I found out this weekend that there is a little pyromaniac in everyone that wants to get out, even in full-grown adults. People really like to see stuff burn.
Here's how I figured it out: This past weekend my friends and I went to Fiestas de Santa Fe, which is an annual celebration that takes place in the New Mexico capital city of Santa Fe.
In and of itself Fiestas is not that interesting. It began in 1712 to celebrate an expedition by Capitan General y Gobernador Don Diego de Vargas Zapata y Luján Ponce de León y Contreras el Marquez de la Nava de Barcinas. Don Diego's big feat was “reconquering” the territory of New Mexico in 1692. This was a big deal because during the Pueblo Revolt of 1680 the Spaniards had been beaten like a drum, booted out of New Mexico and otherwise embarrassed by the native Pueblo indians/Native Americans/First Nations/politically correct term of your choice.
The Pueblo people revolted because the Spanish “conquistadors” were trying to eradicate their culture and religion. De Vargas also enforced his “peace treaty” by killing hundreds of people, so was the return of the Spaniards really a good thing? Should it be celebrated? Like a lot of other historical events, let's just gloss over the bad stuff and make an excuse to drink ridiculous amounts of alcohol.
The event that kicks off Fiestas is the burning of a 50-foot tall puppet named "Zozobra." A lot of people think it's some cool religious or cultural ceremony, or some pagan ritual but no. It was really just the idea of some old white guy. The good people of Santa Fe had been celebrating Fiestas for a good 212 years when Philadelphia artist Will Shuster came to New Mexico because he had tuberculosis and the climate was good for his recovery. Shuster started the Zozobra idea and people loved it. Go figure.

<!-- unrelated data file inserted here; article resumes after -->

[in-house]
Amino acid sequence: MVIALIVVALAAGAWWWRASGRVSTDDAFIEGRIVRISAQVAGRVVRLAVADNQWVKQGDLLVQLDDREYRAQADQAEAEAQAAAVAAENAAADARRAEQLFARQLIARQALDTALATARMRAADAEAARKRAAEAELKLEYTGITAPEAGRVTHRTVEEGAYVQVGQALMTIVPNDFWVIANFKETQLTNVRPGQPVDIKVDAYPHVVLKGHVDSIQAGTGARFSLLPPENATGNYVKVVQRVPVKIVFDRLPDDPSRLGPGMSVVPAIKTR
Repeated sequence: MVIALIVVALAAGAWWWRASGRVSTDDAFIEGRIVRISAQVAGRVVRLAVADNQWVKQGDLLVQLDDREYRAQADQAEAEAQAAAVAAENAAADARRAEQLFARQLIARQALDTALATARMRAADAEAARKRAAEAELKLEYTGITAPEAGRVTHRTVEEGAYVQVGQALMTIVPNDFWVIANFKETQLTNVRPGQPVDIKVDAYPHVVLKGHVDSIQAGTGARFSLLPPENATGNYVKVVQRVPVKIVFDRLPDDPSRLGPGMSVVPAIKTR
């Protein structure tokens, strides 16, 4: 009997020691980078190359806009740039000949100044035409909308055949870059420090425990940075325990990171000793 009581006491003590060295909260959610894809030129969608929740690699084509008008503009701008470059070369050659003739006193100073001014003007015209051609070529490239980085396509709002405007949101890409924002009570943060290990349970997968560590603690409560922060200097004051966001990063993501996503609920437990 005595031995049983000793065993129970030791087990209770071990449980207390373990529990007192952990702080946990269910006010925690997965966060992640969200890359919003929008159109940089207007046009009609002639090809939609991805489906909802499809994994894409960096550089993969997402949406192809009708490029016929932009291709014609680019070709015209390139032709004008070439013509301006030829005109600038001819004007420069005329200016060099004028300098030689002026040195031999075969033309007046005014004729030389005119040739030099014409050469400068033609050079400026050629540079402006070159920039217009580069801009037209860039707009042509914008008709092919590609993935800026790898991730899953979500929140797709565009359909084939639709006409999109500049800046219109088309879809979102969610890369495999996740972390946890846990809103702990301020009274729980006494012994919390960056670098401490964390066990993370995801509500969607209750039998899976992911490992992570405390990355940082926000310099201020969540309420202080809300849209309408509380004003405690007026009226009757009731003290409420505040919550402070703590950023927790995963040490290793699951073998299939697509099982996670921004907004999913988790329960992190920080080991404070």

As you can see, Fiestas is a delightfully twisted celebration.
We were among the 23,000 people who turned out to see Zozobra burn for the 85th time. Zozobra is supposed to represent all of your problems. There is a “gloom” box at the front that you can go put your “troubles” into, and they load all the contents into Zozobra right before they burn him, so when Zozobra goes up smoke so do all your troubles. You could write something that is bothering you on a piece of paper, or throw in divorces decrees, pictures of exes, etc. I threw in the bills for my student loans, my credit cards and some speeding tickets.
The actual burning of Zozobra takes about 30 seconds, so they have to stretch it out a little bit. This means the celebration is about 1% awesome and about 99% filler. First there are about a hundred local bands of varying (and I mean VARYING) skill levels. Then somebody comes out dressed in a hooded robe and reads Zozobra’s death sentence, which is kind of morbid if you think about it. It includes all the charges against Zozobra. One of the charges is “Being a 50 foot bogeyman,” which kind of sounds like discrimination to me.
After the death sentence they have “fire dancers,” which are kids dressed up in ghost outfits who dance around with fiery sticks, a ridiculously dangerous activity. I should also mention that Zozobra growls the whole time. That is to say, some dude backstage growls into a microphone, and 45 minutes is a long time to go “Rawr! Rawr!” His growls sort of tapered off after a while, and once I think I heard Zozobra growl, “Rawr! Somebody get me a glass of water! Rawr!” Then the guy got his second wind and resumed growling with gusto.
Let me just say: puppet growling + fire dancers + 45 minutes = TEDIOUS! The people around us were clearly getting bored and were saying things like:
“Just burn him already!”
“Man, this would be so much cooler if we had some ‘shrooms!”
“Leave Zozobra alone! He’s just a giant troll! Can’t we all just get along?”
Then the moment we’d all been waiting for: they shot a bottlerocket into Zozobra’s head and he caught fire and in 30 seconds the crowd of 23,000 immediately began trampling one another to death to get out of the park. And did I mention there is ONE BRIDGE into the park? This means that all 23,000 people were bottle-necked in one spot, and there was pushing and shoving like you wouldn't believe! It was kind of like being caught in the current of a cursing, yelling river of B.O.
¡Viva la Fiesta!
The whole evening is condensed here: